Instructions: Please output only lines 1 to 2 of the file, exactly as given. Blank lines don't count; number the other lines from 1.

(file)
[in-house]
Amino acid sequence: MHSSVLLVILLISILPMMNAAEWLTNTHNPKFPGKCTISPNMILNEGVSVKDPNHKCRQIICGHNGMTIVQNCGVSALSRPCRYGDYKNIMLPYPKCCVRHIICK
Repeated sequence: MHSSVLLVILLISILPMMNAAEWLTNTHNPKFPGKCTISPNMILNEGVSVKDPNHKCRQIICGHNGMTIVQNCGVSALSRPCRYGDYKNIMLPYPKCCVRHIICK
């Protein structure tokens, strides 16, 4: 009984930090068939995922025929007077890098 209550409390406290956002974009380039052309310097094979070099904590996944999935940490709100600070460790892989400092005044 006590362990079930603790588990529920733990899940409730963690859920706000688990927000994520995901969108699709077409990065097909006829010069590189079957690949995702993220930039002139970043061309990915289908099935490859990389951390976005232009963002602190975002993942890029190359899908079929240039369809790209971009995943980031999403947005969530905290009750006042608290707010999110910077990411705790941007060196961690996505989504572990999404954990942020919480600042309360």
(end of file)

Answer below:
[in-house]
Amino acid sequence: MHSSVLLVILLISILPMMNAAEWLTNTHNPKFPGKCTISPNMILNEGVSVKDPNHKCRQIICGHNGMTIVQNCGVSALSRPCRYGDYKNIMLPYPKCCVRHIICK